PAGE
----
I write in response to this article by Sarah Wallace published in today’s Toronto Star (Sunday July 12th https://www.thestar.com/opinion/contributors/2020/07/12/no-excuse-for-jk-rowlings-trans-phobia.html).
I understand that opinion pieces are not held to the same journalistic standards as pieces that report on the news but I would have thought there are SOME standards. Wallace makes an accusation against Rowling that is quite serious: transphobia. In other words, fear and hatred of trans people. It is simply irresponsible to allow a writer to make such a serious accusation without providing any evidence whatsoever that would support her conclusion. Since the impact of such an accusation is so serious, both for Rowling personally and for readers who might be misled into accepting an opinion not based in fact, I think the publication of this piece provides us with an example of exactly what Wallace protests: you have provided a “platform” heedless of your responsibility to your readers.
Here is some of what JK Rowling has to say about her view of trans people:
“I believe the majority of trans-identified people not only pose zero threat to others, but are vulnerable for all the reasons I’ve outlined. Trans people need and deserve protection. Like women, they’re most likely to be killed by sexual partners. Trans women who work in the sex industry, particularly trans women of colour, are at particular risk. Like every other domestic abuse and sexual assault survivor I know, I feel nothing but empathy and solidarity with trans women who’ve been abused by men.So I want trans women to be safe.” (https://www.jkrowling.com/…/j-k-rowling-writes-about-her-r…/)
It is difficult to see how such concerns translate into “transphobia”. Or at least, not without an argument. Wallace also notes that Rowling is “privileged”, a fact that Rowling has acknowledged. But Rowling is also a woman – a female – and by definition, a member of an oppressed class subject to sexism and misogyny. Rowling’s description of how sexism has impacted her life is ignored when the author focuses only on Rowling’s privilege. Rowling is a survivor of “domestic abuse” and sexual assault, as she described in the essay I have referred to. Intimate partner violence and sexual assault are crimes committed primarily by men against women. Rowling also raised children as a single mother living on welfare, rising early in the morning while her children slept to do her writing. We should be celebrating the fact that she was able to perform acts of imagination that lifted her and her children out of destitution and struggle, not accusing her.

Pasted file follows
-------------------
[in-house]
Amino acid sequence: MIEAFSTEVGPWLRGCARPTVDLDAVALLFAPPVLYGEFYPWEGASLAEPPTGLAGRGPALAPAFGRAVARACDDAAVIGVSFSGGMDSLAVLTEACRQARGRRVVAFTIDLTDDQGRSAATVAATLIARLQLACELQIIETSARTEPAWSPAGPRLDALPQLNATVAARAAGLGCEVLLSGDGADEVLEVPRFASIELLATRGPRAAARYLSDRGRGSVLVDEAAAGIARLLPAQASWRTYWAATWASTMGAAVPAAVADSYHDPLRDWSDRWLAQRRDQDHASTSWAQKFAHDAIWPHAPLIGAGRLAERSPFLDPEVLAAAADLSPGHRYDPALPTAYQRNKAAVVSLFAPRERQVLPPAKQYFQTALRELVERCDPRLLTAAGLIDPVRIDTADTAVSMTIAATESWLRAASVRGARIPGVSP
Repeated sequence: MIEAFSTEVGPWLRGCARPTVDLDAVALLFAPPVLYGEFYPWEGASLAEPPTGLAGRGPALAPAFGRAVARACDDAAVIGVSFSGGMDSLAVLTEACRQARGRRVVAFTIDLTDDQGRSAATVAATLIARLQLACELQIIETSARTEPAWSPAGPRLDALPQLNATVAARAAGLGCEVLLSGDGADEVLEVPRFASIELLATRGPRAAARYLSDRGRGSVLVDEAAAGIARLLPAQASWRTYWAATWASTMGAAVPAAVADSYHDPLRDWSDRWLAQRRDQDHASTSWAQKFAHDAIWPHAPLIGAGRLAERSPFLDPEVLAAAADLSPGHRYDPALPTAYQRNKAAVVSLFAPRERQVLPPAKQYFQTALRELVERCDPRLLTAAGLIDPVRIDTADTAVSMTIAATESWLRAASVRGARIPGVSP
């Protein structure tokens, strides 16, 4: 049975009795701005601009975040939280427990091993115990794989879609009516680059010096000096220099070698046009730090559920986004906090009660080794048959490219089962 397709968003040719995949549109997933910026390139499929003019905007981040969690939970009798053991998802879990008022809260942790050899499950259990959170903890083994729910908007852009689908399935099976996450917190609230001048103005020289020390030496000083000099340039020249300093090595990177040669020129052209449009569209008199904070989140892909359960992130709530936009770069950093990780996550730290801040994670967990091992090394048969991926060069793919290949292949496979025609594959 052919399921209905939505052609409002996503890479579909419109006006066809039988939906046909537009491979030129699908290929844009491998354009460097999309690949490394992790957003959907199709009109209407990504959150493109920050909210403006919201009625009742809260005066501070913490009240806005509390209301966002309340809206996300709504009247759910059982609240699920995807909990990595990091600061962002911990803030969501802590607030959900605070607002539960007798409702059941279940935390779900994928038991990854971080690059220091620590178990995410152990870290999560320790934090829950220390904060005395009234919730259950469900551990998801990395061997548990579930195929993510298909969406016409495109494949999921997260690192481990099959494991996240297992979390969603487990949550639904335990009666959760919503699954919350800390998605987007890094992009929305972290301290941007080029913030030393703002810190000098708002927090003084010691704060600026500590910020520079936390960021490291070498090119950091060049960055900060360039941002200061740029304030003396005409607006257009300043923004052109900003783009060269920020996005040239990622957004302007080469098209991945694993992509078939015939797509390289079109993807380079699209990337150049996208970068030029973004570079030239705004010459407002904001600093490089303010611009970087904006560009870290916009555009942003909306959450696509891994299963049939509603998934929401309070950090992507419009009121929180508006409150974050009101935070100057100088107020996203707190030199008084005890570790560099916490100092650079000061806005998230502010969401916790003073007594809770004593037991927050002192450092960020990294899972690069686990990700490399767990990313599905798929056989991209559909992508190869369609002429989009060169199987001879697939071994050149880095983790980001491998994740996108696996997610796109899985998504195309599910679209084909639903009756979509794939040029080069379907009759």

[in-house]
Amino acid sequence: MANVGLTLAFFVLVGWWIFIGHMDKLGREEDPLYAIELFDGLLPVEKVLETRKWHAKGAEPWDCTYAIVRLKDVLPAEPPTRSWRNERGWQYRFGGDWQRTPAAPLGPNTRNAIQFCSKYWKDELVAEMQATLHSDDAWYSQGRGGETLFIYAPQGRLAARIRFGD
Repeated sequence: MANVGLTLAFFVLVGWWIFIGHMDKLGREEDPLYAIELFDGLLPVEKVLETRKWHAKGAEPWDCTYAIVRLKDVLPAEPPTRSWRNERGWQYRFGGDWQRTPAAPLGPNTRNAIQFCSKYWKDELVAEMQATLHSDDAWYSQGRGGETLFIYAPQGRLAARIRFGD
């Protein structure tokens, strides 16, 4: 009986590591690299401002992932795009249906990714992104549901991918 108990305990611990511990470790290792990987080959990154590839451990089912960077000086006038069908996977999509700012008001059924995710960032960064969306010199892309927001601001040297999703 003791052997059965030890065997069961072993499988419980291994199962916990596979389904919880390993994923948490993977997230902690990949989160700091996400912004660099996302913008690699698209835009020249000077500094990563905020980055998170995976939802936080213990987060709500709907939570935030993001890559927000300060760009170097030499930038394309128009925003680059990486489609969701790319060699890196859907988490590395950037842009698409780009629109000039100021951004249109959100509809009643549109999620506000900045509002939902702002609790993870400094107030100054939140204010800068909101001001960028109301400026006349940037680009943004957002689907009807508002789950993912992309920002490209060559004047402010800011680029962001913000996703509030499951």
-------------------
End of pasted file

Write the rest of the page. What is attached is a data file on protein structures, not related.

Rowling is speaking of her experiences as a woman – experiences which have and are all too often ignored when attempts are made to victimize women who speak out by subjecting them to further and public misogyny. Women die, have their lives destroyed and struggle to resurrect ourselves after experiences of male violence and these struggles will certainly persist as long as we are ignored. Efforts to further marginalize and silence us will not be successful only as long as women insist upon taking up public spaces and articulating our experiences and our views as Rowling did. We do so against the odds. The Toronto Star has now joined in the effort to shut our mouths.
It is ironic – and implicitly sexist – that the author focuses on the power of Rowling’s pen. That privilege has exposed her to smears, threats, harassment and mischaracterizations of her character, politics and the arguments she makes: “I spoke up about the importance of sex and have been paying the price ever since. I was transphobic, I was a cunt, a bitch, a TERF, I deserved cancelling, punching and death. You are Voldemort said one person, clearly feeling this was the only language I’d understand.”
I have witnessed the terms of the outrage expressed against Rowling for her reasoned position on issues of trans rights and sexism. It is not a pretty sight. Most people would wilt against the barrage of lies and misogynist slurs. Thankfully Rowling’s pen does have a certain power. But it is clear that a woman’s power is always subject to efforts to curb her tongue and shut her up by calling her names and making baseless accusations against her while never being challenged by media to support accusations with evidence or deal with the complexity of her narrative and the arguments she is making. In this case it is Wallace’s pen that is more dangerous to the public and an understanding of the issues.
In my view the only solution is to publish a piece that responds to Wallace and includes some information and an opinion based on evidence and argument rather than accusations based on misrepresentation at worst and misperception at best.